Cultural Evolution: Applying the Darwinian perspective for Understanding the Micro Foundations of the Macro-Level Dynamics of Cultural Change

Symposium Abstract
In biology, culture is defined as information socially transmitted from genetically non-related individuals. Analogous to that the genes are selected during the processes of genetic transmission, information culturally transmitted is also selected and evolves like animal species. Since the seminal books by Cavalli-Sforza and Feldman (1981) and Boyd and Richerson (1985), biologists and anthropologists have rigorously developed formal mathematical models describing the processes of cultural evolution but such efforts had not been unnoticed by researchers in the other disciplines interested in the emergence, the persistence and the changes of culture. In the last decade, the situation has drastically changed. Stimulated by the formal models of cultural evolution, many empirical studies emerged for understanding cultural dynamics. In this invited symposium, three speakers will give presentations for demonstrating the importance of understanding micro-level processes of cultural transmission for explaining macro-level cultural dynamics such as emergence of cultural differences.

Chair Details: Masanori Takezawa, Hokkaido University, Japan
Discussant: Peter Richerson, University of California, Davis, USA

Presentation 1
The structure of cultural evolution
Hisashi Nakao, Yamaguchi University, Japan
This talk clarifies the structure of cultural evolution in terms of cultural evolutionary pattern and process, both of which are necessary for adequately understanding how and why cultural differences and similarities are made. Cultural phylogenetic pattern, ancestor-descendant relationship of culture, at the macro level is important to investigate whether two different cultures are adaptations to each environment or due to cultural transmission. Even if the environments are different, the latter explanation is possible when the cultures have different ancestors and there are no evolutionary changes. When two similar cultures are observed, we might need a closer look at cultural evolutionary process, causal factors for cultural evolution, at the micro level: A domain-specific psychological adaptation universally shared among us could explain the similarity if the environments and the ancestors are different. Thus we need to combine the data on cultural evolutionary pattern and process to fully elucidate cultural differences and similarities.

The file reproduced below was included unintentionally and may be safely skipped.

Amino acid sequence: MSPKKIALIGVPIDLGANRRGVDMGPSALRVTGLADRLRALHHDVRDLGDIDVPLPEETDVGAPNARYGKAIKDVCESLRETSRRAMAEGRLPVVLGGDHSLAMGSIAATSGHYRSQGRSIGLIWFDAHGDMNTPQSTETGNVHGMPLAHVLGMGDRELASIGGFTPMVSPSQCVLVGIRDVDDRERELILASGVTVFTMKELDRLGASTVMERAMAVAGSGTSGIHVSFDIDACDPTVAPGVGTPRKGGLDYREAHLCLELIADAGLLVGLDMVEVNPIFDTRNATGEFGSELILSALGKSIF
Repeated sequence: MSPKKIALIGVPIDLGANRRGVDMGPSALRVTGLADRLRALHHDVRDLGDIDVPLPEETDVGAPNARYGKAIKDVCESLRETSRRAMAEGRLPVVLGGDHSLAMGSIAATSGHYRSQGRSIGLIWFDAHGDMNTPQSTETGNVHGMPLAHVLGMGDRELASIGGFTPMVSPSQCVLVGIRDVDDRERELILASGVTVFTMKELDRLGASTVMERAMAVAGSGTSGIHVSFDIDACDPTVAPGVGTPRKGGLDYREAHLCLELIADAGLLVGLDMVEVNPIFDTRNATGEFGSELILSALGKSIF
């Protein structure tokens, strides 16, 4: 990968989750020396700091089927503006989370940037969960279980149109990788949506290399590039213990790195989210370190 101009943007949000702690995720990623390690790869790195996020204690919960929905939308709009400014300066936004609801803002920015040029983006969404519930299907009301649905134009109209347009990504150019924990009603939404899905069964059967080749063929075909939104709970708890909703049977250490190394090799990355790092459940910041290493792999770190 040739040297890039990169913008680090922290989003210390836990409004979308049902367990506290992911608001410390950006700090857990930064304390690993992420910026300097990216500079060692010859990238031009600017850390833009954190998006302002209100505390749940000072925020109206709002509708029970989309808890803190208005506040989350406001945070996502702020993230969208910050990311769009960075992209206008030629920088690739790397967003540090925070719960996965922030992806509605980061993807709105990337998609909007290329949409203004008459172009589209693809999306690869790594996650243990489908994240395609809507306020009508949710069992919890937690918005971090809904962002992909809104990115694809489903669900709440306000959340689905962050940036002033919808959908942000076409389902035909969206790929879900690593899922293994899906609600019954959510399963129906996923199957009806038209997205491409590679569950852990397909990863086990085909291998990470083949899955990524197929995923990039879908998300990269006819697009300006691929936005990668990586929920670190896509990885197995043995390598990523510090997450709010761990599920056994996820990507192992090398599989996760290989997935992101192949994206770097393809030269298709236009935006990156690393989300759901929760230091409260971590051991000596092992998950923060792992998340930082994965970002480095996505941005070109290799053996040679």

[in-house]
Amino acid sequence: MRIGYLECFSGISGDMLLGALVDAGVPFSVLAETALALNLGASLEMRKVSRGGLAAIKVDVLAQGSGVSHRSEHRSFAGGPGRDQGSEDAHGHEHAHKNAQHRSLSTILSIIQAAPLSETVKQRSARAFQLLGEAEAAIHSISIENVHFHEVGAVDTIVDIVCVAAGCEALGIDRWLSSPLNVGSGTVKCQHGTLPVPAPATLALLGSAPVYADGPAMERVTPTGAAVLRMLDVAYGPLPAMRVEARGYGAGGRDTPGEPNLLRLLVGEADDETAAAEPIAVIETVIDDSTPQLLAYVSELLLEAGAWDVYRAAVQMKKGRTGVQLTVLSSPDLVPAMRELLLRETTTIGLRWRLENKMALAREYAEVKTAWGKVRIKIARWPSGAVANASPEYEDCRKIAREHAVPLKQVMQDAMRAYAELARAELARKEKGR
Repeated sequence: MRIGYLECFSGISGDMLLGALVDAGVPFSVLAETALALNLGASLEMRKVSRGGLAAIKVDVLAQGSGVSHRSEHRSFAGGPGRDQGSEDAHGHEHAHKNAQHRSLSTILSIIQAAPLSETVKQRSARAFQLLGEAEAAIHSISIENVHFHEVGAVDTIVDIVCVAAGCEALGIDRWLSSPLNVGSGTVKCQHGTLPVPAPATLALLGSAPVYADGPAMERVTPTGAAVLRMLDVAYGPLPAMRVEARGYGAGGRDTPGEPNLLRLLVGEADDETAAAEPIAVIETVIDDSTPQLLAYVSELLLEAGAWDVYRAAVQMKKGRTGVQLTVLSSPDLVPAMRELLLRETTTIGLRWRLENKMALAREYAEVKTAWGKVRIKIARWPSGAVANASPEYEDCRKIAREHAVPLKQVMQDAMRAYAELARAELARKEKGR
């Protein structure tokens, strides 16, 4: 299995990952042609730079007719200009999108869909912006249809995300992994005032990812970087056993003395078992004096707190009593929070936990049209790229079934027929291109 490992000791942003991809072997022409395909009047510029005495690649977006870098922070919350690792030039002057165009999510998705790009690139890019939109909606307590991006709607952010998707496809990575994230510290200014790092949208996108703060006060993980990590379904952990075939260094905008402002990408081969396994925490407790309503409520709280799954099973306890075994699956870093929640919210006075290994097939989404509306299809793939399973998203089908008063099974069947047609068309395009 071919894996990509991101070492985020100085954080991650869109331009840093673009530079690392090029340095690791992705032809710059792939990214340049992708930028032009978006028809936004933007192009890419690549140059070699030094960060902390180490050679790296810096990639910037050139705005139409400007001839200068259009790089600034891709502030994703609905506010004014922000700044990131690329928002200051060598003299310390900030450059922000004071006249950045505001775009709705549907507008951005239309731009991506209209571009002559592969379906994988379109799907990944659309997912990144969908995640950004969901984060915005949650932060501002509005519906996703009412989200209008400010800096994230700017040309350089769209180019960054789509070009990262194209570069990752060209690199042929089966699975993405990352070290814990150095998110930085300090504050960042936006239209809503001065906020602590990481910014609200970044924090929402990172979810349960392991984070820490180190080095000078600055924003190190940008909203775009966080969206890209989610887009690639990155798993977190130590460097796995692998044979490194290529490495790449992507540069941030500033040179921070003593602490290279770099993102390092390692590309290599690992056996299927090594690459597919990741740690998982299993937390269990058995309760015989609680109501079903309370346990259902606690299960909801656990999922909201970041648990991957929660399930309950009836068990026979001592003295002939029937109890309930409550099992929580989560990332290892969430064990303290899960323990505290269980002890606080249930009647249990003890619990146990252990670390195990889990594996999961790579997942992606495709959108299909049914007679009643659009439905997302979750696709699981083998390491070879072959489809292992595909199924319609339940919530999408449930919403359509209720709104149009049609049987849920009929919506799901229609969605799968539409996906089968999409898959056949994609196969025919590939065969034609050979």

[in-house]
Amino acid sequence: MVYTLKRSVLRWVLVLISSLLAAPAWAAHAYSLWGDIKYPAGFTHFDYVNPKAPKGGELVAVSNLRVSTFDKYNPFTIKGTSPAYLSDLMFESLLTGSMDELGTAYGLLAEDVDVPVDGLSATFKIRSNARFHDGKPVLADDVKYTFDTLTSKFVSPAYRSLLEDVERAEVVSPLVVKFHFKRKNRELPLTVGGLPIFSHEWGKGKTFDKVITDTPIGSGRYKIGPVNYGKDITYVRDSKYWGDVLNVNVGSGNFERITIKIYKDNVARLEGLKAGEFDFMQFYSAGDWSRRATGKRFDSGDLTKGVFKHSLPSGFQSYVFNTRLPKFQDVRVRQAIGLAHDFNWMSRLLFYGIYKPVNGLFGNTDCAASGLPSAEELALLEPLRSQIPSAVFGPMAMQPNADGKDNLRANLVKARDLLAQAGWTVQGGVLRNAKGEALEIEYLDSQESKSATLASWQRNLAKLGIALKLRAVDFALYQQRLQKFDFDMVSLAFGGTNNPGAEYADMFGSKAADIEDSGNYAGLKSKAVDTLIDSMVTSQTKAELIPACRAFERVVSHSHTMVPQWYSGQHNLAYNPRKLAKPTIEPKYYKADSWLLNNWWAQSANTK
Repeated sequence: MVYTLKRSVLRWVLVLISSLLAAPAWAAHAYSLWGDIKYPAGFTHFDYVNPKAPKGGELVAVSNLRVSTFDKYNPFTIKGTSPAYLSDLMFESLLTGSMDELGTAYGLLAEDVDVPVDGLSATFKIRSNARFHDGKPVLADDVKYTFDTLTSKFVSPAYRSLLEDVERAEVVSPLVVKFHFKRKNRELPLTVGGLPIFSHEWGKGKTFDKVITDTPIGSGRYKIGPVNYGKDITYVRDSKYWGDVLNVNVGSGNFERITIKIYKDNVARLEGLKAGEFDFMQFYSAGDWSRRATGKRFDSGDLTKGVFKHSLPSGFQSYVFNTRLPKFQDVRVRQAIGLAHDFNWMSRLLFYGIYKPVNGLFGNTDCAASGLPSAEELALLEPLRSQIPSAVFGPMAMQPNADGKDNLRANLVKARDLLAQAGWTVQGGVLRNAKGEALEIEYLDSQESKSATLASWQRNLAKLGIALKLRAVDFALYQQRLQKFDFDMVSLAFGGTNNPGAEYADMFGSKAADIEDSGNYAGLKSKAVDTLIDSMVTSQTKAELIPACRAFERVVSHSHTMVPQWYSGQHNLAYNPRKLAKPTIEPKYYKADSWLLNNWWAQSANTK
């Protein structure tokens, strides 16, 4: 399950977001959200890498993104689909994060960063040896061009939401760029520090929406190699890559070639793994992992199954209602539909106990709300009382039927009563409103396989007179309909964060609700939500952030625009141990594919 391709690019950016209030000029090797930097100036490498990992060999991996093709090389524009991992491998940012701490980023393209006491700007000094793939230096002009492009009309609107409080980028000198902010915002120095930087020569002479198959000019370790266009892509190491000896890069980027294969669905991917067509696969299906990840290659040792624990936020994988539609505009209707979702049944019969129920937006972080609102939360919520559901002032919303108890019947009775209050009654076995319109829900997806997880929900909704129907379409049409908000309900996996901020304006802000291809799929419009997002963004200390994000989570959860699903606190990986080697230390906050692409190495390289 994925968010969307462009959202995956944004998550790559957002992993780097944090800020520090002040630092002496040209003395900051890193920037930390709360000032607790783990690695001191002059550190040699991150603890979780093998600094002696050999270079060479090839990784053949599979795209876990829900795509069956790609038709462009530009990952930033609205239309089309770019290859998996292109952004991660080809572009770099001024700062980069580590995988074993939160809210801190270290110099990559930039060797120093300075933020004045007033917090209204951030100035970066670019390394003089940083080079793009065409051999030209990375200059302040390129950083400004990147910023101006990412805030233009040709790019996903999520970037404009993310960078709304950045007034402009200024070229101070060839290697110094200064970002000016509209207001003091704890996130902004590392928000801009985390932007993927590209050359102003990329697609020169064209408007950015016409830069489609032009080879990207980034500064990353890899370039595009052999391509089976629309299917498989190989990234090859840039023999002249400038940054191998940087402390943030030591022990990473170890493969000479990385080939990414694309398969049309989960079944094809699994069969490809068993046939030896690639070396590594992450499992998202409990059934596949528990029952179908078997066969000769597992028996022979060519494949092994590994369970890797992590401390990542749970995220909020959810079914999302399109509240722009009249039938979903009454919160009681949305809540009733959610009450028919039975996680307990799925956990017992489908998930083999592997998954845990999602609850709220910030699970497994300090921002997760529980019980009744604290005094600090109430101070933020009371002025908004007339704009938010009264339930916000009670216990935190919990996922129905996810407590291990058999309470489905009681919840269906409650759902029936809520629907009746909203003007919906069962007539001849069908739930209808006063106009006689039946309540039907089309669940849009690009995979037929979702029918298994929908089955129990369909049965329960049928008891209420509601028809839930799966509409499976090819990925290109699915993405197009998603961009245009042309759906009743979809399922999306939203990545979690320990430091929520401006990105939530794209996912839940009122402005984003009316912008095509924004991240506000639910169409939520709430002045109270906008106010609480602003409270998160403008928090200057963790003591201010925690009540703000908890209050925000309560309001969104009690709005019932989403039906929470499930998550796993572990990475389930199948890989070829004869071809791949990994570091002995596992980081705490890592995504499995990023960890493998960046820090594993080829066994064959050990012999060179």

Alternative Type: Paper

Presentation 2
Cultural Evolution in Archaeology
Kohei Tamura, Tohoku University, Japan
Cultural diversity was shaped by the process of ‘descent with modification’ as well as biological diversity, i.e., transmission with modification over generations plays a central role in shaping cultural diversity. This suggests the importance of historical dynamics to understand patterns of cultural diversity within and among populations. Archaeological data have been used to investigate cultural evolution because they can provide rich spatiotemporal information on cultural changes.
In this talk, I will first review the recent studies on cultural evolution of archaeological artifacts at the micro and macro levels. Next, I will talk about our recent works attempting to reconstruct the diffusion process of archaeological artifacts in Japan. Based on the results, I will discuss diversification and homogenization of culture at the macro level and the underlying process at the micro level.

Presentation 3
Cultural Evolution in a Laboratory: Understanding the micro-foundations of convergent and divergent cultural evolution
Masanori Takezawa, Hokkaido University, Japan
In the last decade, researchers started to conduct human laboratory experiments that reproduce cultural evolution of technologies for testing hypotheses derive from formal theories developed in the field of cultural evolution. In this talk, I will present two laboratory experiments conducted by the research team of mine that showed either convergent or divergent cultural evolution of technology and scientific knowledge in a lab. Independent micro-societies in a lab gradually evolved cultural differences in one experiment while cultural similarity gradually emerged in the other experiment even though any exchange of information or migration of members were not allowed between micro-societies in both experiments. Analyzing the processes of emergence of convergent / divergent cultural evolution, I discuss the importance of understanding micro-processes of cultural transmission for understanding macro-level cultural dynamics.

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Added on Sunday, July 10th, 2016

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